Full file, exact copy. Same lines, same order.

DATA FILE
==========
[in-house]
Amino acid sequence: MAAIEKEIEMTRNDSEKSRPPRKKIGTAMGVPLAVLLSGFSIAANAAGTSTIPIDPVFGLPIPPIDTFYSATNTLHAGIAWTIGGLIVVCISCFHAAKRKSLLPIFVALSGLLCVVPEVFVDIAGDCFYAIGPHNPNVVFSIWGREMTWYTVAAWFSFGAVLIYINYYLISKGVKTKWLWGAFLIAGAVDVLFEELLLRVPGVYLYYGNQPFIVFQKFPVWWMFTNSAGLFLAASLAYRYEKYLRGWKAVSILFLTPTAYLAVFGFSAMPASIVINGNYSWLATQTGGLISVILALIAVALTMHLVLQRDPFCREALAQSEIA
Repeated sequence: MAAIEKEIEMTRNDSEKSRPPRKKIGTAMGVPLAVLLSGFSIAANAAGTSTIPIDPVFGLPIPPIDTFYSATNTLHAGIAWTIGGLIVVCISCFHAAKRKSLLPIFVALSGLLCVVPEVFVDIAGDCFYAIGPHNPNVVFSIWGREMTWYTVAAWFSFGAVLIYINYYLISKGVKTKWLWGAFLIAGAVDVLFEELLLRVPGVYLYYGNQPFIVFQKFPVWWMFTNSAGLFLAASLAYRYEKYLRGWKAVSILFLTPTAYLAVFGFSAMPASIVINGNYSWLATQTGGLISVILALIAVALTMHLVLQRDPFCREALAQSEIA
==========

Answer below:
[in-house]
Amino acid sequence: MAAIEKEIEMTRNDSEKSRPPRKKIGTAMGVPLAVLLSGFSIAANAAGTSTIPIDPVFGLPIPPIDTFYSATNTLHAGIAWTIGGLIVVCISCFHAAKRKSLLPIFVALSGLLCVVPEVFVDIAGDCFYAIGPHNPNVVFSIWGREMTWYTVAAWFSFGAVLIYINYYLISKGVKTKWLWGAFLIAGAVDVLFEELLLRVPGVYLYYGNQPFIVFQKFPVWWMFTNSAGLFLAASLAYRYEKYLRGWKAVSILFLTPTAYLAVFGFSAMPASIVINGNYSWLATQTGGLISVILALIAVALTMHLVLQRDPFCREALAQSEIA
Repeated sequence: MAAIEKEIEMTRNDSEKSRPPRKKIGTAMGVPLAVLLSGFSIAANAAGTSTIPIDPVFGLPIPPIDTFYSATNTLHAGIAWTIGGLIVVCISCFHAAKRKSLLPIFVALSGLLCVVPEVFVDIAGDCFYAIGPHNPNVVFSIWGREMTWYTVAAWFSFGAVLIYINYYLISKGVKTKWLWGAFLIAGAVDVLFEELLLRVPGVYLYYGNQPFIVFQKFPVWWMFTNSAGLFLAASLAYRYEKYLRGWKAVSILFLTPTAYLAVFGFSAMPASIVINGNYSWLATQTGGLISVILALIAVALTMHLVLQRDPFCREALAQSEIA